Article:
Drinking red wine for heart health? Read this before you toast

By American Heart Association News

Two glasses of red wine

(Mark Hodgson, Getty Images)

This story is part of Eat It or Leave It?, a series that provides a closer look at the pros and cons associated with certain foods and drinks.



For years, studies have shown a relationship between drinking a moderate amount of red wine and good heart health, but experts say it's important to understand what that means before you prescribe yourself a glass or two a day.

No research has established a cause-and-effect link between drinking alcohol and better heart health. Rather, studies have found an association between wine and such benefits as a lower risk of dying from heart disease.

It's unclear whether red wine is directly associated with this benefit or whether other factors are at play, said Dr. Robert Kloner, chief science officer and director of cardiovascular research at Huntington Medical Research Institutes and a professor of medicine at the University of Southern California.

"It might be that wine drinkers are more likely to have a healthier lifestyle and a healthier diet such as the Mediterranean diet, which is known to be cardioprotective," he said.

But you may not even have to drink red wine to get the benefit, Kloner said. Moderate amounts of beer and spirits also have been linked to a lower risk of heart disease.

It's a common assumption that red wine may be good for the heart because it contains antioxidants such as resveratrol, which is primarily found in the skin of grapes but also peanuts and blueberries. Some studies suggest resveratrol can reduce cholesterol and lower blood pressure.

"There's a debate about whether resveratrol is really cardioprotective or not," Kloner said. "In addition, there is debate about the amount of resveratrol you would need to ingest to get a protective effect. To get the equivalent of the amount of resveratrol that has been reported to be protective would probably mean ingesting an excess of wine."

Federal guidelines and the American Heart Association recommend that if you do drink alcohol, to do so in moderation. That means no more than one to two drinks per day for men and one drink per day for women. (According to the AHA, one drink is 12 ounces of beer, 4 ounces of wine, 1.5 ounces of 80-proof spirits or 1 ounce of 100-proof spirits.)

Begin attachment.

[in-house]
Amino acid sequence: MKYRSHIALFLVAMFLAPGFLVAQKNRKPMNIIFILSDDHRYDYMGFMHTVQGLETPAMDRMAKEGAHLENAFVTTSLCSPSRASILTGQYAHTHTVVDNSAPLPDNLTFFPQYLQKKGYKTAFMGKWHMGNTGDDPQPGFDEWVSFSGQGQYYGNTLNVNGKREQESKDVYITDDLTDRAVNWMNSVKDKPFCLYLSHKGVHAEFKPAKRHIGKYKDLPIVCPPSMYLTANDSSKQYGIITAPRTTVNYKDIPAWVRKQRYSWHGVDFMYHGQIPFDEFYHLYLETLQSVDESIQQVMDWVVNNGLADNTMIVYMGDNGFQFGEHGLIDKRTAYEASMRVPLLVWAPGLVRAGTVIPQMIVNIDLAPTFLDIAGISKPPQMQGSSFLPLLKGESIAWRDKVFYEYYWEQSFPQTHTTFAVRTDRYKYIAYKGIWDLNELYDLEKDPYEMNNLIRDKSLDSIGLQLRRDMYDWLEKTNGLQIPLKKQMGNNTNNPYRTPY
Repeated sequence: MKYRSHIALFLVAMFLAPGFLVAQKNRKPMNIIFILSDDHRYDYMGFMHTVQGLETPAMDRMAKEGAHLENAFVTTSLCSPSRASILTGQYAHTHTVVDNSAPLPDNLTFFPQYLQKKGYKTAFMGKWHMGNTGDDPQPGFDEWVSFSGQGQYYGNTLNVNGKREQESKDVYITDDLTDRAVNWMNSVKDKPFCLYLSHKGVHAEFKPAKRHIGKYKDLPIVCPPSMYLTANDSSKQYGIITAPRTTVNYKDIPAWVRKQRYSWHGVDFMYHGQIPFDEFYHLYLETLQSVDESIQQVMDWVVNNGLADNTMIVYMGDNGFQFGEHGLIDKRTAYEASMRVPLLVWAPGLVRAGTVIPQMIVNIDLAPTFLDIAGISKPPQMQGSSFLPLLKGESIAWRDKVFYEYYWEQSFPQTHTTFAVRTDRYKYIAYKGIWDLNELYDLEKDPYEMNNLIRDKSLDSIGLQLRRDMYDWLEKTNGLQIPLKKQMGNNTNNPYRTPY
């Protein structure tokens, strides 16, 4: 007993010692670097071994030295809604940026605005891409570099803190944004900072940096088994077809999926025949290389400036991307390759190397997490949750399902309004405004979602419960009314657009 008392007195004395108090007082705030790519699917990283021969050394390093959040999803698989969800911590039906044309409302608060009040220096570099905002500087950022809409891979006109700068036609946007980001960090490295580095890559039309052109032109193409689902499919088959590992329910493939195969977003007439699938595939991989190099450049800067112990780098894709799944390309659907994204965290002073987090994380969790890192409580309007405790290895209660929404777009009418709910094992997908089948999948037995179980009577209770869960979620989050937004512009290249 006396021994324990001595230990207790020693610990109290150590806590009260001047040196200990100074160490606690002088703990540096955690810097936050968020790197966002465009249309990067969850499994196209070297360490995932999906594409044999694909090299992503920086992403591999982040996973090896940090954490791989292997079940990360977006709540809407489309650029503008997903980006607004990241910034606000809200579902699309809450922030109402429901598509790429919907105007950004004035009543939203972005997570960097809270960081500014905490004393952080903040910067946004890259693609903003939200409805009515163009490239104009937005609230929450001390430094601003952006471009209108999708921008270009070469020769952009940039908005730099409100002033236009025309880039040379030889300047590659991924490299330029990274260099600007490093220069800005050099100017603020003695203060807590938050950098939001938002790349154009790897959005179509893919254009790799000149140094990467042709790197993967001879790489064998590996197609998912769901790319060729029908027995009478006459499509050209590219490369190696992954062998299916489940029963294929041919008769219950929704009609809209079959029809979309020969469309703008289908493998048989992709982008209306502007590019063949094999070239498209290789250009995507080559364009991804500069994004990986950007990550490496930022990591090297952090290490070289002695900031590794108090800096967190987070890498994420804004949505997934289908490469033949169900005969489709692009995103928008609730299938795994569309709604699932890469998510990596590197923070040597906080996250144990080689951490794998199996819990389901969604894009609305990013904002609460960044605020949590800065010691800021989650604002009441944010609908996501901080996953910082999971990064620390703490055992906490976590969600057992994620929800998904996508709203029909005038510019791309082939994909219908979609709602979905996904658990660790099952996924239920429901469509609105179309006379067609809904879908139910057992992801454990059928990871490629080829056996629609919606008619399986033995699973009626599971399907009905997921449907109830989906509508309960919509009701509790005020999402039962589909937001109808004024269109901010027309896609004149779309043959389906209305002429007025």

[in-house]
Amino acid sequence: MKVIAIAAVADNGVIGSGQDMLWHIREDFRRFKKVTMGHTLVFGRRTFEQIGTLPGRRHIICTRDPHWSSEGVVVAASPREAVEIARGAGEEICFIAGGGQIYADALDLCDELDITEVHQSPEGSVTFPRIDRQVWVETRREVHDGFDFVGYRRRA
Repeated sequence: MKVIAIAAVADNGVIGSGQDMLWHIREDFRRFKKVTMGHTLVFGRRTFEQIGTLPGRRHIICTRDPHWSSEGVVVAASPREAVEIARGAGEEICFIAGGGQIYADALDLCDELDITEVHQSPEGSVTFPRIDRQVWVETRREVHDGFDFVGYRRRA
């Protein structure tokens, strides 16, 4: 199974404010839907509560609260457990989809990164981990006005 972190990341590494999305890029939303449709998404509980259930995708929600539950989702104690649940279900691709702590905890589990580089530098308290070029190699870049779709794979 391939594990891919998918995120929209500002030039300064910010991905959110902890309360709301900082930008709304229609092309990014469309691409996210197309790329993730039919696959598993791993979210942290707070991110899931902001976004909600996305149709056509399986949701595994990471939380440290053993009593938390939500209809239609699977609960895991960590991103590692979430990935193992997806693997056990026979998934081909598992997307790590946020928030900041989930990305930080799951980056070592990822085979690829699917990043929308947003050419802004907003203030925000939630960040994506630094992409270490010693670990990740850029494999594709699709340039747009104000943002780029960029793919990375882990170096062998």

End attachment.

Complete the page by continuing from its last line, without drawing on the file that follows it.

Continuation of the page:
Studies have found that moderate alcohol consumption may have some health benefits, including raising "good" HDL cholesterol levels and lowering the risk of diabetes. However, excessive drinking can lead to a host of health problems, including liver damage, obesity, some types of cancer and stroke, not to mention its negative effect on the heart.

"Alcohol in excess is really bad for the heart," Kloner said. "It can cause high blood pressure and promote arrhythmias. It can cause cardiomyopathy where the alcohol is actually toxic to the heart muscle cells, and that can lead to heart failure."

Proving moderate alcohol use causes better heart health would be tricky, Kloner said. Ideally, it would require a large prospective study that not only randomly assigns people to a no-drinking group versus a moderate-drinking group, but that also compares different types of alcohol – red wine, white wine, beer, spirits – to determine if one really is better.

"And then you'd have to control for various factors – age, gender, cardiovascular risk, their diet. You'd have to follow them for many years," he said, noting the added ethical dilemma of taking people who are not drinkers and telling them to become drinkers.

For now, the message certainly isn't to go out and start drinking, Kloner said. "But if you do drink, drinking in moderation is the way to go."

If you have questions or comments about this story, please email editor@heart.org.


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